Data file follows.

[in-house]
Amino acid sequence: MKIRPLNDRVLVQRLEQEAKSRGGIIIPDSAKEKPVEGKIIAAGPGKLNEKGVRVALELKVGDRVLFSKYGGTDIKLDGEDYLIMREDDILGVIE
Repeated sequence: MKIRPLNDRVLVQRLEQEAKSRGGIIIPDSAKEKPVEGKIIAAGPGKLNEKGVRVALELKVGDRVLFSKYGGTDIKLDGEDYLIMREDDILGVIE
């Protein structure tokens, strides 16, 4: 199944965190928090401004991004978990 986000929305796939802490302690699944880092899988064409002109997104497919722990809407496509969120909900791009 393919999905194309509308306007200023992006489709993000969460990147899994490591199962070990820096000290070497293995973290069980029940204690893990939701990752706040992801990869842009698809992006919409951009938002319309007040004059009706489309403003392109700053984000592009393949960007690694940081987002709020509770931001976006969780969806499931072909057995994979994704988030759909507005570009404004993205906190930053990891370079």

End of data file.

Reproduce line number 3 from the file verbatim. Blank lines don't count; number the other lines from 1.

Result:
Repeated sequence: MKIRPLNDRVLVQRLEQEAKSRGGIIIPDSAKEKPVEGKIIAAGPGKLNEKGVRVALELKVGDRVLFSKYGGTDIKLDGEDYLIMREDDILGVIE